The post translational modification of transcription factors is an important regulatory mechanism in gene expression. Well-studied examples are the transcription factors STAT1 and STAT6, which are tyrosine phosphorylated (“activated”) in response to interferon-γ (IFN-γ) and interleukin-4 (IL-4), respectively. In their recent paper in Nature Communications Iwata et al. report that STAT1 and STAT6 are targets of another post-translational modification, namely mono ADP-ribosylation, and that this modification controls their tyrosine phosphorylation1. This is potentially a highly relevant observation, since the activated STATs play antagonistic roles in controlling the activity and polarization of macrophages. Iwata et al. therefore conclude that modification of STAT1 and STAT6 by ADP-ribosylation is critical for the cross-regulation of macrophages by IFN-γ and IL-4 and the development of atherosclerosis. However, this interpretation is called into question by the authors’ failure to consider another previously described post-translational modification namely the SUMO conjugation of STAT1, which is a critical regulator of IFN-γ signaling and macrophage activity2.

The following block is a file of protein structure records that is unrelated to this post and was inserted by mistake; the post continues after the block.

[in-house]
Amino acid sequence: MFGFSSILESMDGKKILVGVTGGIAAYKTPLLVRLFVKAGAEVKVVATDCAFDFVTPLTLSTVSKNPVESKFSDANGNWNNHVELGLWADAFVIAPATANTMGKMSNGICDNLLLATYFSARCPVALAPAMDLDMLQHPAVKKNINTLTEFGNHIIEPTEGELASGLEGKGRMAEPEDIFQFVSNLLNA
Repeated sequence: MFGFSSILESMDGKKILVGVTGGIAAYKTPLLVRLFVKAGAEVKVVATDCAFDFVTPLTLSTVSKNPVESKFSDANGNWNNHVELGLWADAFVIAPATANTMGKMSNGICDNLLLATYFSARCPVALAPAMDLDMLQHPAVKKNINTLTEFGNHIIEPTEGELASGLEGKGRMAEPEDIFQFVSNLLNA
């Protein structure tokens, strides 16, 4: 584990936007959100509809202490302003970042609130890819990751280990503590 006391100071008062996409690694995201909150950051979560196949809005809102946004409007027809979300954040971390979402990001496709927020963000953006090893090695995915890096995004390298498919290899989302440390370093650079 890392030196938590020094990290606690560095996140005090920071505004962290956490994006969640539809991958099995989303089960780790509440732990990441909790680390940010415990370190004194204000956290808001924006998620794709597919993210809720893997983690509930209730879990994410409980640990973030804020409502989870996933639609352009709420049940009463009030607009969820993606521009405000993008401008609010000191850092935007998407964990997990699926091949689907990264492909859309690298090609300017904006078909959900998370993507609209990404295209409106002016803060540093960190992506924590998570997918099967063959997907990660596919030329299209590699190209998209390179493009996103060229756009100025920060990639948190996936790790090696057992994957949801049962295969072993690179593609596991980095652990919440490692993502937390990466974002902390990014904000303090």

Iwata et al. identify the ADP-ribosyltransferases PARP9 and PARP14 as potential regulators of macrophage activation through proteomics screenings and data clustering. Their subsequent biochemical experiments indicate that PARP14 suppresses gene induction by IFN-γ and augments IL-4 responses, whereas PARP9 promotes IFN-γ–induced gene activities. They observe that PARP14 silencing increased the phosphorylation of STAT1 upon IFN-γ stimulation and decreased the phosphorylation of STAT6 upon IL4 stimulation in a human monocytic cell line. While these results provide a rationale for the concurrent changes in cytokine-induced transcription, they do not link this phenomenon to ADP ribosylation of transcription factors STAT1 and STAT6. In order to establish such a direct relationship between PARP expression and STAT modification, the authors use purified recombinant proteins for enzymatic assays followed by mass spectrometry, which identified Glu657 and Glu705 as sites of STAT1 ADP-ribosylation in vitro. Expression of STAT1 mutated at both residues to Gln to preclude modification indeed demonstrates elevated IFN-γ-induced tyrosine phosphorylation and accordingly increased expression of pro-inflammatory STAT1 target genes. This outcome is in line with the authors’ observation that silencing of the ADP-ribosyltransferase PARP14 is associated with the same phenotype, and the authors conclude that STAT1 is ADP-ribosylated in living cells despite the absence of data demonstrating this. What is more, the congruence of reduced PARP expression and increased STAT1 phosphorylation is taken as indication that ADP-ribosylation somehow interferes with the tyrosine phosphorylation of STAT1. The authors point out the proximity of putative ADP-ribosylation sites (residue 657 and 705) and the phosphorylated tyrosine 701, but do not provide experimental evidence or in fact a molecular explanation for how this proximity might diminish STAT1 activity. Crucially, the authors do not acknowledge that the alleged ADP-ribosylation site forms a vital part of the consensus sequence for another post-translational modification, namely the well-documented conjugation of STAT1 with SUMO at Lys703 (Fig. 1)3, 4. Several mutations including Glu705 to Gln used by Iwata et al. have previously been described that inactivate the SUMO consensus sequence and preclude STAT1 sumoylation5, 6. As SUMO conjugation and tyrosine phosphorylation of STAT1 are mutually exclusive, the lack of SUMO conjugation leads to the phenotype described by Iwata et al., i.e., elevated Tyr701 phosphorylation, increased expression of pro-inflammatory STAT1 target genes, and clinical disease6,7,8. We note in passing though that atherosclerosis and vascular disease, which Iwata et al. link to reduced STAT1 ADP-ribosylation, do not appear to be among the severe ailments that affect patients with a mutation at the alleged STAT1 ADP-ribosylation site Glu7059. The STAT1 gain-of-function phenotype caused by the mutation of Glu705, which Iwata et al. describe in their work as a novel finding, thus merely confirms previously published results. Of note, the mutational approach cannot dissociate the effects of SUMOylation and purported ADP ribosylation on STAT1. It is therefore important to consider that silencing of the SUMO-conjugating enzyme Ubc9, which precludes specifically the SUMO conjugation of STAT1, likewise results in enhanced STAT1 tyrosine phosphorylation6. This, in turn, indicates that lack of ADP-ribosylation is unlikely to result in the STAT1-gain-of-function associated with mutation of the purported ADP-ribosylation site, Glu705. Whilst any involvement of ADP-ribosylation cannot be completely ruled out, the phenotype, including increased macrophage activation in response to IFN-γ, can be explained by the absence of SUMO conjugation alone.